Behavioural science has the power to save lives during the pandemic – the stakes have never been higher

As the world looks tentatively beyond lockdown, creative communications has never been more important.

This is the moment when behavioural science could be a game-changer and save lives, argues Claire Gillis
This is the moment when behavioural science could be a game-changer and save lives, argues Claire Gillis

Behavioural change has always been central to our industry’s mission, but – as social distancing has shown us – achieving it isn’t easy, even with the hard data behind it to show success.

Society’s struggle to comply with new rules proves our habits are hard-wired and stubborn.

But now those measures are on the brink of being eased, the behavioural dynamics are yet more complex, doubling down on the need for effective communications supported with technology.

Protests to end quarantines are spreading across the world, with restless populations desperate to resume normal behaviours.

Yet what if we slide back too quickly? Could we undo those hard-earned benefits and spark a second wave of infections?

We’re walking a tightrope as we look to safeguard lives and livelihoods. Good decision-making is vital – but unless it’s informed by great communications that inspire the right behaviours, our risk of falling increases.

The true test of any creative campaign is its ability to change and sustain new behaviours over the long term.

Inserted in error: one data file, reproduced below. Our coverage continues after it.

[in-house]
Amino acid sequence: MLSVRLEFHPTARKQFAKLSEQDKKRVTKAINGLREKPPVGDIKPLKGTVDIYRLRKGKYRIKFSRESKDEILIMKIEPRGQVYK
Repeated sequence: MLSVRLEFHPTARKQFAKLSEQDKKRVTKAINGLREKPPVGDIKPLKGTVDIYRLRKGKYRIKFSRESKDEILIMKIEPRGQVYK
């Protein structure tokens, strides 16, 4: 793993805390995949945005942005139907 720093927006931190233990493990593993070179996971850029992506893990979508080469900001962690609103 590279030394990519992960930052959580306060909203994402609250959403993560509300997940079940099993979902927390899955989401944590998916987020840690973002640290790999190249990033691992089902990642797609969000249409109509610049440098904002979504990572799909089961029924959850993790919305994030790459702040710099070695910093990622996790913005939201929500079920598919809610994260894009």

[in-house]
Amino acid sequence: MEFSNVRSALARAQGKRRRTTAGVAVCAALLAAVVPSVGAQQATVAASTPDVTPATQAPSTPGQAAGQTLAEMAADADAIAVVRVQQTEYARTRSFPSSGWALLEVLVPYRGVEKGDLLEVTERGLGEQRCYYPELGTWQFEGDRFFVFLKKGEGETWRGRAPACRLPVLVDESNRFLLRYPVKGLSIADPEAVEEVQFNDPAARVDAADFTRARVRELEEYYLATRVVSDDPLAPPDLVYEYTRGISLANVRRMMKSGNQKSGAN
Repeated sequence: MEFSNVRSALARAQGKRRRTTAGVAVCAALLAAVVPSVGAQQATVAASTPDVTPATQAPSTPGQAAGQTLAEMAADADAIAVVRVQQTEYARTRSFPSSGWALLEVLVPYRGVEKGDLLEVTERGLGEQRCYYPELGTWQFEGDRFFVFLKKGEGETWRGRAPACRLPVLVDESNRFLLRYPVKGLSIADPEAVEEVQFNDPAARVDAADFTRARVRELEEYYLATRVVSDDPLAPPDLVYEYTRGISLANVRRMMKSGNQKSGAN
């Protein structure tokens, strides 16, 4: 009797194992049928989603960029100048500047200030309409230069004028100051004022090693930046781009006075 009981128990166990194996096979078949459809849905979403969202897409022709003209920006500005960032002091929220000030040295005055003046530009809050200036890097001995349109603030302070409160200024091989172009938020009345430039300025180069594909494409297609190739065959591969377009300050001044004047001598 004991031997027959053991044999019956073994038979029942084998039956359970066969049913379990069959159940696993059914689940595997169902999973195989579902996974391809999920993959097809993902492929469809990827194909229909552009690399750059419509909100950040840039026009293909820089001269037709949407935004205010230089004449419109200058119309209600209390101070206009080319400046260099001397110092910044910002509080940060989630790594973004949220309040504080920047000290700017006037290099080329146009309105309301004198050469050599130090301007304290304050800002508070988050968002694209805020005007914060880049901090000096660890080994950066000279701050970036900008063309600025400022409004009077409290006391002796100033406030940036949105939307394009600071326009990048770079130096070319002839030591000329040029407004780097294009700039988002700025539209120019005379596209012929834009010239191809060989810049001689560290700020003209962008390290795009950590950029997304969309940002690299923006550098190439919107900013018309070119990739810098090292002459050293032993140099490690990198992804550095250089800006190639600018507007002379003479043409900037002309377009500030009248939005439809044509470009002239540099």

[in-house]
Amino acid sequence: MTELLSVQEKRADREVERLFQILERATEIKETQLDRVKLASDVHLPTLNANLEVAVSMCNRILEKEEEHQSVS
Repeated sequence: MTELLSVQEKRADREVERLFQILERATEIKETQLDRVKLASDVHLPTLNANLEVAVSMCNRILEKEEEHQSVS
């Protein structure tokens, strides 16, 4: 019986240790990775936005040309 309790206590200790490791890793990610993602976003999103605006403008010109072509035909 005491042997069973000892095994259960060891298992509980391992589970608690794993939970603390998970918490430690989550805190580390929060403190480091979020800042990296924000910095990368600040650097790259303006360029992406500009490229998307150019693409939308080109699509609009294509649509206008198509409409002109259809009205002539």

Behaviour is a moment in time; we can change it today, but if it lapses tomorrow we’re back where we started.

That’s fine if you’re giving up chocolate – you can always try again next week.

But when default behaviours risk contagion, the stakes are considerably higher.

Communications must therefore be persuasive and data driven.

So can we maintain the all-important behaviours that will take us beyond COVID-19?

Studies show it doesn’t take long to return to old habits post-pandemic. In Spain, adoption of preventative measures taken during the swine flu outbreak decreased significantly during its flu epidemic one year later.

Similarly with SARS and avian flu, basic hygiene measures in some countries fell within six months, with many refusing their annual flu shots.

Yet the pattern isn’t absolute.

Hong Kong’s enduring memory of SARS powered a civic responsibility that helped it contain coronavirus; social distancing was instantly obeyed, while mask-wearing and handwashing rapidly became ubiquitous.

Global variation in behaviour only underlines its complexity; our choices – conscious and unconscious – are influenced by personal, biological, socio-political and cultural contexts.

Communications that work in one country may not be effective in another.

As we await a vaccine, we know we can’t afford a long-term lockdown. Measured relaxation is inevitable.

However, with risk still significant, how do we temper the eagerness of those who want to rush back to normal too soon?

Behavioural science suggests ‘belief’ is crucial; if individuals are to sustain changed behaviour, they must believe a threat is still real and the benefits outweigh the costs.

Good communications is key, but creatives must understand the behavioural nuances of their audiences and tailor messages accordingly.

Overcoming COVID-19 will depend on our willingness to maintain the right behaviours for the duration.

When we reach the other side, we must hope the lessons we learned aren’t wasted.

The responsible practices that got us there must be embedded in our muscle memory should pandemic strike again.

If we’re to end up hard-wired to do the right things, comms will inevitably play a leading role.

Claire Gillis is international CEO of WPP Heath Practice

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